I believe that Frank Martens’ letter, “Take measures now to create a better future” (Summerland Review, Jan. 13), deserves an alternate viewpoint.
I seriously doubt that people living in 1923 could have taken many (if any) actions that would shape society and the world at the end of their 20th century. They simply didn’t have data to predict things like the Second World War, exploration of space, computers, genetic engineering, nuclear fission and a myriad other events and discoveries that have shaped, and continue to shape, our current lives.
What those 1923 thinkers had to do was place faith in themselves, their peers and future generations to tackle the problems of their day using the current technologies of the day.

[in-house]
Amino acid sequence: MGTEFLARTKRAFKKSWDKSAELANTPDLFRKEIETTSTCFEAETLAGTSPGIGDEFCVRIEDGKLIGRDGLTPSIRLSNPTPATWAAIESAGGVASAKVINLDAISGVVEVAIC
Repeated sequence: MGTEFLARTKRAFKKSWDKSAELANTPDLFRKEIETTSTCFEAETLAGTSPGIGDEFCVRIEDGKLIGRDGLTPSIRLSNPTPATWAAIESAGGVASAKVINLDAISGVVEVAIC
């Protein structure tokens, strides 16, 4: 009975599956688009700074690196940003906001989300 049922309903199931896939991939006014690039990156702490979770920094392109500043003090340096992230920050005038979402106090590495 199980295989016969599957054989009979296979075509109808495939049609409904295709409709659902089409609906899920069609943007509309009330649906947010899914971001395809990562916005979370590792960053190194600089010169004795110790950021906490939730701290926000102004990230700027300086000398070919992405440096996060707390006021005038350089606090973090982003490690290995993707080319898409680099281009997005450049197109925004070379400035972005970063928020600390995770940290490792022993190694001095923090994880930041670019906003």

For sure, those future generations created problems along the way and as a species we continue to be slow learners, but when a problem becomes bad enough the tough and the smart tend to eventually get going on its resolution.
Many of the solutions in Frank’s letter are no doubt worthwhile to help tackle the problems of today, but to suggest they will be in any way relevant to life 80 years hence is a bit of a stretch.
One thing we can do is educate our children to the best of our ability — then trust that they will find their own way to the end of their own millennium.
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